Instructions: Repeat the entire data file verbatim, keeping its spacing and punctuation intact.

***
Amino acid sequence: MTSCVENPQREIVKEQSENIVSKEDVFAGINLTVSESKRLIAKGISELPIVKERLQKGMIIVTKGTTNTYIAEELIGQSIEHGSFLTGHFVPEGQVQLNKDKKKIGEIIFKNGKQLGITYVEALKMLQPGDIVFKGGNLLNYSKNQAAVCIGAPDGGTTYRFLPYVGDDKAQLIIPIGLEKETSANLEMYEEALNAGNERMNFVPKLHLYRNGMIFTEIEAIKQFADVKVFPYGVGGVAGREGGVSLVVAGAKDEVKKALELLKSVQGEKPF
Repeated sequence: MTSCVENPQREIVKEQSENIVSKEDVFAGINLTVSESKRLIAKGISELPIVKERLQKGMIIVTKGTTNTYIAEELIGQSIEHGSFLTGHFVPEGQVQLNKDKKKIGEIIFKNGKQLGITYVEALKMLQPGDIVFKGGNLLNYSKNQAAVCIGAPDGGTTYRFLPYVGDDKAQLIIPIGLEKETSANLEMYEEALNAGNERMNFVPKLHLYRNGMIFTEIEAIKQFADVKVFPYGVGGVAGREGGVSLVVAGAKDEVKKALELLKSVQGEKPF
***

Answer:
Amino acid sequence: MTSCVENPQREIVKEQSENIVSKEDVFAGINLTVSESKRLIAKGISELPIVKERLQKGMIIVTKGTTNTYIAEELIGQSIEHGSFLTGHFVPEGQVQLNKDKKKIGEIIFKNGKQLGITYVEALKMLQPGDIVFKGGNLLNYSKNQAAVCIGAPDGGTTYRFLPYVGDDKAQLIIPIGLEKETSANLEMYEEALNAGNERMNFVPKLHLYRNGMIFTEIEAIKQFADVKVFPYGVGGVAGREGGVSLVVAGAKDEVKKALELLKSVQGEKPF
Repeated sequence: MTSCVENPQREIVKEQSENIVSKEDVFAGINLTVSESKRLIAKGISELPIVKERLQKGMIIVTKGTTNTYIAEELIGQSIEHGSFLTGHFVPEGQVQLNKDKKKIGEIIFKNGKQLGITYVEALKMLQPGDIVFKGGNLLNYSKNQAAVCIGAPDGGTTYRFLPYVGDDKAQLIIPIGLEKETSANLEMYEEALNAGNERMNFVPKLHLYRNGMIFTEIEAIKQFADVKVFPYGVGGVAGREGGVSLVVAGAKDEVKKALELLKSVQGEKPF